In keeping with global trends, the UAE's cultural and creative industries are becoming vital engines of growth in the country. Capitalising on $2,250 billion and nearly 30 million jobs worldwide, the creative economy accounts for 3 per cent of the world's GDP. Creative sectors boost employment and are a critical force in entrepreneurship, innovation and social development.
Leveraging the creative industry's global potential, the existing media landscape in Abu Dhabi has incubated many success stories, such as the Abu Dhabi Film Commission and twofour54 Abu Dhabi. But that is not all. The creative economy's potential for visual storytelling has great power. Unlocking the potential of the cultural and creative industries also means leveraging new technologies that are disrupting the sector and thus catering to the ever-changing demands of global audiences.
A mature film and television sector can help increase tourism as well as promote a city's image overseas – in this case, Abu Dhabi's image abroad, when content is either directly filmed in Abu Dhabi or funded in Abu Dhabi.
Already, we’ve seen big-ticket films such as the Tom Cruise-starred Mission Impossible 4 feature the Liwa desert and Abu Dhabi International Airport’s Midfield Terminal. In an earlier film, Cruise scaled the Burj Khalifa in Dubai.
It’s not just Hollywood that has shot sequences in the UAE. Production houses in neighbouring countries, such as India’s Bollywood and many of India’s regional film industries have shot in the UAE. It is frequently also the go-to location for Middle Eastern film industries; Egyptian cinema, Lebanese and Tunisian producers have brought film crews to the UAE to shoot part of their films or TV series aired on OTT platforms.
Given the existing popularity of the UAE as a filming destination, there are at least three ways the UAE"s creative sector can further leverage new technologies.
First, through facilities and infrastructure. Abu Dhabi can look into studios as the next big opportunity to build a more diversified portfolio of content. Also, the availability of post-production services can be further enhanced.
Secondly, attracting and retaining talent to work and live and prosper in Abu Dhabi should be a key growth sector.
Especially considering Abu Dhabi's reputation for ease of doing business and getting required permits, and as the UAE economy continues to diversify, the capital's position as a premiere location for film and television production can be improved by providing infrastructure incentives for producers. To this end, studios across Abu Dhabi can play a crucial supporting role.
As the global film and TV industry grows, and Abu Dhabi increasingly attracts film crews, it becomes even more important to invest in local creative economies through the development of media-related businesses that feed the ecosystem. For example: the creation of local costume houses, post-production facilities, location sound services, location scouting services, etc.
These related businesses play a part in every production unit. For instance, in New Zealand, hiring crew and equipment for the filming of the film The Hobbit trilogy added $261 million to the economy over three years, while adding significantly to tourism. Capturing a destination’s appeal on film can ensure a steady stream of visitors and tourists for decades.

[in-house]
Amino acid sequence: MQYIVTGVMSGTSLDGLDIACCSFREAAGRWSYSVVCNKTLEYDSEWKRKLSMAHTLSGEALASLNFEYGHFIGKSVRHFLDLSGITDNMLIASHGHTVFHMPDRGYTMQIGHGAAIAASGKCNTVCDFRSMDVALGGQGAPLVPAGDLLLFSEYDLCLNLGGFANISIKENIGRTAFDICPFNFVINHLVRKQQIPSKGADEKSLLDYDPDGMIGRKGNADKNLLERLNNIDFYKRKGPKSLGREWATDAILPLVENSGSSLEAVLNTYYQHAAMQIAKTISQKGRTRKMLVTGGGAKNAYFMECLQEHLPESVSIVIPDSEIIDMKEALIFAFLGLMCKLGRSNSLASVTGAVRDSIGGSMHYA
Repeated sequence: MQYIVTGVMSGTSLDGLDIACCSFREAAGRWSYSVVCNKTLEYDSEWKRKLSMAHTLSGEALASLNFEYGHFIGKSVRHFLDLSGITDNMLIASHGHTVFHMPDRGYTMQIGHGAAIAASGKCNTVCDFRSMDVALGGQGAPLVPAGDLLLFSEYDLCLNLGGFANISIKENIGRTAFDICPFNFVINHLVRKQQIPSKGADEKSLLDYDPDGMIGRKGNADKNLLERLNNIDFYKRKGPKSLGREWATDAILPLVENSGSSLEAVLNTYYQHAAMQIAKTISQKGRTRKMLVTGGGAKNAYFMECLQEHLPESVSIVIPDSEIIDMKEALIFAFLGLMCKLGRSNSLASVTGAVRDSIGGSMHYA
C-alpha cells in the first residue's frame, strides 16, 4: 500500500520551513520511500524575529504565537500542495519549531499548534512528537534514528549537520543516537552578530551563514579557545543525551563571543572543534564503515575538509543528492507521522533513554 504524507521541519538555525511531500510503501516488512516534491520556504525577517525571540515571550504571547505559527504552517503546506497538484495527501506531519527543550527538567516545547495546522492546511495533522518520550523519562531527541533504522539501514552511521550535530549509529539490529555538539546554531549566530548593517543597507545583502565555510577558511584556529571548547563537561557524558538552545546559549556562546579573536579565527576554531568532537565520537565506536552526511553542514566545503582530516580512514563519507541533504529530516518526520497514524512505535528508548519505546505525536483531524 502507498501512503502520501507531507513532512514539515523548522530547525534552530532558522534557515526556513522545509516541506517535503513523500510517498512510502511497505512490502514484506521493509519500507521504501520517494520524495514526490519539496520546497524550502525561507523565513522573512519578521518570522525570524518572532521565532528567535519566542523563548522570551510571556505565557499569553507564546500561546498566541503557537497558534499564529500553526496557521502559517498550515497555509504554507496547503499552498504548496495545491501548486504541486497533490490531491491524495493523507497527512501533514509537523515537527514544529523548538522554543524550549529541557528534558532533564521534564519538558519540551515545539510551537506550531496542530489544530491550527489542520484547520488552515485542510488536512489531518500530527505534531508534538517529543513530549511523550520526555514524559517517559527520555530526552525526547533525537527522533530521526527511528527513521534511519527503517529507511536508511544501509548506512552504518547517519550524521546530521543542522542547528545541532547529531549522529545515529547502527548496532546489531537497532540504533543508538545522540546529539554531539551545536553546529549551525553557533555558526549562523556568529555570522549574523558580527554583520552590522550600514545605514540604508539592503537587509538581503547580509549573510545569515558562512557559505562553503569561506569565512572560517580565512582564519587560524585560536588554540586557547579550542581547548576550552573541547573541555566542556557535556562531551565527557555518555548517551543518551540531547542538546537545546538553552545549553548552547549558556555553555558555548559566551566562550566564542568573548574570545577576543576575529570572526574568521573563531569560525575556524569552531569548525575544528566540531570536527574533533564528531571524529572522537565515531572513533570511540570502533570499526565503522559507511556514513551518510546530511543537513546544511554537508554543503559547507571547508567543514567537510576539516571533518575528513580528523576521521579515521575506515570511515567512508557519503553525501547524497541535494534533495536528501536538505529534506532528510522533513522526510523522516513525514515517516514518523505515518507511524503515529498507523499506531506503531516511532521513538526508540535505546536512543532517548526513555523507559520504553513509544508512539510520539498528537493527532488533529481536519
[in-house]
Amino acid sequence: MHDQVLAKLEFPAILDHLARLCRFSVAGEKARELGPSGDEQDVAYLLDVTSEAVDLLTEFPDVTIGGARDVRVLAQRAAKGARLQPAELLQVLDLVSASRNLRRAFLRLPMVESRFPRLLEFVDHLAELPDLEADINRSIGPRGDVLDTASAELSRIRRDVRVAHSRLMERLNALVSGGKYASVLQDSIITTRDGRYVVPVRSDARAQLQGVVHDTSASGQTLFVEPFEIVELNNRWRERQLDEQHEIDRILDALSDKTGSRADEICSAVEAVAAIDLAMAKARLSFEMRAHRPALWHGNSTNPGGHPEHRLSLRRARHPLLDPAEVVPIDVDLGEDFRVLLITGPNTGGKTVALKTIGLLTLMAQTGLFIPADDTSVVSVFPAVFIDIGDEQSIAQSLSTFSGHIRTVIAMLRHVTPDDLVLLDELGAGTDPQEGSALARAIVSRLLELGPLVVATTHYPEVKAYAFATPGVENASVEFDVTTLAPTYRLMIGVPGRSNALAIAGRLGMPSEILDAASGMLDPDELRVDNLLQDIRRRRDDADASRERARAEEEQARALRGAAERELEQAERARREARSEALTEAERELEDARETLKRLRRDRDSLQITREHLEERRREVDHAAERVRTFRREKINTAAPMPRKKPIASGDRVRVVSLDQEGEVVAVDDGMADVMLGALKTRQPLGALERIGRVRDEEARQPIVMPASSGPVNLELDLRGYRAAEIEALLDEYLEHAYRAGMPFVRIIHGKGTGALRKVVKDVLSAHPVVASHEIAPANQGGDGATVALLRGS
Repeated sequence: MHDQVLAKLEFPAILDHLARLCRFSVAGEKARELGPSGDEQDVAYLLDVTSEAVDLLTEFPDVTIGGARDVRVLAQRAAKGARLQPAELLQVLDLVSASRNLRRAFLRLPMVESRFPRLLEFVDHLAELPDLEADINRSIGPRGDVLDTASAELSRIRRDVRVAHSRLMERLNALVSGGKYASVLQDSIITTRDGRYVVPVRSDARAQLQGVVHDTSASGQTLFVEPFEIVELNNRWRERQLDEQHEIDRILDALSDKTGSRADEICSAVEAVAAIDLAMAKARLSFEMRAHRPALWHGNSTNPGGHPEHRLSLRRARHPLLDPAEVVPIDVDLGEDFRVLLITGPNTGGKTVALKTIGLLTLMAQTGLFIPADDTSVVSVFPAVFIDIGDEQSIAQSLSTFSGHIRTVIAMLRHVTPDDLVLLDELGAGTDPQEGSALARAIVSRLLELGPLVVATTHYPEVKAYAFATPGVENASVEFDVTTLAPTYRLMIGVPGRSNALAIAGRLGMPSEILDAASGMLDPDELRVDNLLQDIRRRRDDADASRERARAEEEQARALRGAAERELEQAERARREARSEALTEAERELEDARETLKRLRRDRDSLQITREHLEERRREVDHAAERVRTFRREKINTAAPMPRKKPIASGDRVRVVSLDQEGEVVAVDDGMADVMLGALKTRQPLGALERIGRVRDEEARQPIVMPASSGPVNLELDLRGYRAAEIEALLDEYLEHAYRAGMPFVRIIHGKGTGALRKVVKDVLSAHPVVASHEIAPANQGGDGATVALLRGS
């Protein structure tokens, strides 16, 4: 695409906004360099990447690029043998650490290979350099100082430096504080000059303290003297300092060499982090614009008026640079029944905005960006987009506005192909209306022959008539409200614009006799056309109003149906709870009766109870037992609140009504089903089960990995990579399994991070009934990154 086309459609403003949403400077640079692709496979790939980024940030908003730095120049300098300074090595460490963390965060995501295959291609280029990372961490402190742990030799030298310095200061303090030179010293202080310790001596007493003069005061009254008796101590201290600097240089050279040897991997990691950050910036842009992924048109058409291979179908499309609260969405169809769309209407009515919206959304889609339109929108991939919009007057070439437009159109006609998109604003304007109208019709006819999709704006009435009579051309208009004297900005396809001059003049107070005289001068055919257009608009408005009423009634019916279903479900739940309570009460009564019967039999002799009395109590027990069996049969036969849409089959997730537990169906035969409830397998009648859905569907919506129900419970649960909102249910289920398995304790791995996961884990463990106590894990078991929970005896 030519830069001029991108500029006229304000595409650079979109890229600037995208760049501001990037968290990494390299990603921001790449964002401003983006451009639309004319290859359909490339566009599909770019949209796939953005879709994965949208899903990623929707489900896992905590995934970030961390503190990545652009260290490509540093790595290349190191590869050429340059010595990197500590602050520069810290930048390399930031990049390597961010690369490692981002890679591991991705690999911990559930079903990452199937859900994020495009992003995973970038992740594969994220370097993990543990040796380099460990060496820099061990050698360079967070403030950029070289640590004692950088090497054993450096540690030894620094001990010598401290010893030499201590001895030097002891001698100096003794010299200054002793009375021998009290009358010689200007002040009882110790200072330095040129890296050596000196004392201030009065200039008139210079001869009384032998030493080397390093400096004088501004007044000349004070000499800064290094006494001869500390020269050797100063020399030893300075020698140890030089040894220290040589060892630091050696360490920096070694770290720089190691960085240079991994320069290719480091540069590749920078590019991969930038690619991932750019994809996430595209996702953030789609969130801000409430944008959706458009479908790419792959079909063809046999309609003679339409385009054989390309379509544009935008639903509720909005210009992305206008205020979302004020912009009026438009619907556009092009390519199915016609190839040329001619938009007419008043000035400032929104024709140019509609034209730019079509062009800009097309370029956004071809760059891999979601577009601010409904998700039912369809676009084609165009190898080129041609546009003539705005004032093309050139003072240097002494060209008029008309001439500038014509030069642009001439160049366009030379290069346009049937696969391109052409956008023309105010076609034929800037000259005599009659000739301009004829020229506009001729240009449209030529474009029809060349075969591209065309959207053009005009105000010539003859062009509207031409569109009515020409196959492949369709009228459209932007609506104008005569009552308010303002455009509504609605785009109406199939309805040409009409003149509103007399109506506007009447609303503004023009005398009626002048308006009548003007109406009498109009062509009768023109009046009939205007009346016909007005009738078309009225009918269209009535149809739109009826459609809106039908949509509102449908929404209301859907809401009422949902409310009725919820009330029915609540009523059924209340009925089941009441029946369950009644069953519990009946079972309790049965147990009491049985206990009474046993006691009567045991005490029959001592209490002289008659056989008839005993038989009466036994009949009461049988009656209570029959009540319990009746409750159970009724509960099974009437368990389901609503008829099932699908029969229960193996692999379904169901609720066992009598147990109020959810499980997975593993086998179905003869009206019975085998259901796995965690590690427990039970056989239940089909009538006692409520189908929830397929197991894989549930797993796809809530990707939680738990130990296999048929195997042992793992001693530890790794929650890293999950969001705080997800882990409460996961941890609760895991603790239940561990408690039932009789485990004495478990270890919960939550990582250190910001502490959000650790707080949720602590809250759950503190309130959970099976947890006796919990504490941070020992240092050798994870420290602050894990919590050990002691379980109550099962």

Closer home, in Dubai, film industry professionals are building relationships and interacting with more than 180 production studios with 6,000 media production units filmed in the Emirate in the past 16 years.
Growth in the industry is important to local producers and directors who benefit from lower-cost distribution. This is why we see content from regional producers like MBC contend with bigger studios, on platforms such as Netflix, Prime, Disney+, etc.
As such production budgets have risen sharply, with organisations such as MBC –that recently set up MBC studios to produce content – having allocated large budgets to projects and filming concurrently in multiple locations such as Abu Dhabi, Dubai, Egypt, Tunisia, Turkey and even in the UK.
Increased local revenues, temporary jobs, and increased use of local services – such as using they city's transport system and shopping locally – benefit the city where films are shot. A development strategy could further identify local support services required by the industry to then be expanded.
To underscore the importance of the film business, Abu Dhabi's creative communities can reinforce the benefits of filming in their area, and showcase to the film industry the beauty, diversity and simplicity of shooting in their city.
In addition to strengthening local business, it will also increase the exposure that may encourage other industries, such as tourism, to invest in regional development. The entertainment industry has the potential to become a signature business for the Emirate and a potentially rich source of tourism opportunities.
As Abu Dhabi strides towards becoming a significant centre for filmmaking, film and television should be considered part of a broader strategy – with a focus on proper funding and incentives, training of new talent and building the required infrastructure.
Besides the economic rewards, culture and creative industries generate a word-of-mouth buzz. A city's reputation is thus enhanced and this non-monetary value contributes significantly to achieving people-centred, inclusive development that is beneficial to the country in the long term.